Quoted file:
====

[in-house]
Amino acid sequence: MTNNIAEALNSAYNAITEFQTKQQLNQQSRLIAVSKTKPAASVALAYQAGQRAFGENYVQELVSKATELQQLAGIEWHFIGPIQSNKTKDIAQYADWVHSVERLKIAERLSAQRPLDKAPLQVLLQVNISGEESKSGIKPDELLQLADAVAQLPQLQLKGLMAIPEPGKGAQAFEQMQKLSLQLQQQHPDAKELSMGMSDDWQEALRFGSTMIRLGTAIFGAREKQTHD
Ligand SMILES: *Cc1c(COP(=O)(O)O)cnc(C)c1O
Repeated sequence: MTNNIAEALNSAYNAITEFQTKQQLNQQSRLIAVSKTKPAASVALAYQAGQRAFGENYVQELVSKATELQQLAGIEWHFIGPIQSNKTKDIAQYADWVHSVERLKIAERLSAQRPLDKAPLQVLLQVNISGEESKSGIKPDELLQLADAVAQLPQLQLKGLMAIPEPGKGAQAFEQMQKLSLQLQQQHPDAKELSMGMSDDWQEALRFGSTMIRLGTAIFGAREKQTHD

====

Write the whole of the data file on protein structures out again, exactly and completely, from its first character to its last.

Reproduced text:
[in-house]
Amino acid sequence: MTNNIAEALNSAYNAITEFQTKQQLNQQSRLIAVSKTKPAASVALAYQAGQRAFGENYVQELVSKATELQQLAGIEWHFIGPIQSNKTKDIAQYADWVHSVERLKIAERLSAQRPLDKAPLQVLLQVNISGEESKSGIKPDELLQLADAVAQLPQLQLKGLMAIPEPGKGAQAFEQMQKLSLQLQQQHPDAKELSMGMSDDWQEALRFGSTMIRLGTAIFGAREKQTHD
Ligand SMILES: *Cc1c(COP(=O)(O)O)cnc(C)c1O
Repeated sequence: MTNNIAEALNSAYNAITEFQTKQQLNQQSRLIAVSKTKPAASVALAYQAGQRAFGENYVQELVSKATELQQLAGIEWHFIGPIQSNKTKDIAQYADWVHSVERLKIAERLSAQRPLDKAPLQVLLQVNISGEESKSGIKPDELLQLADAVAQLPQLQLKGLMAIPEPGKGAQAFEQMQKLSLQLQQQHPDAKELSMGMSDDWQEALRFGSTMIRLGTAIFGAREKQTHD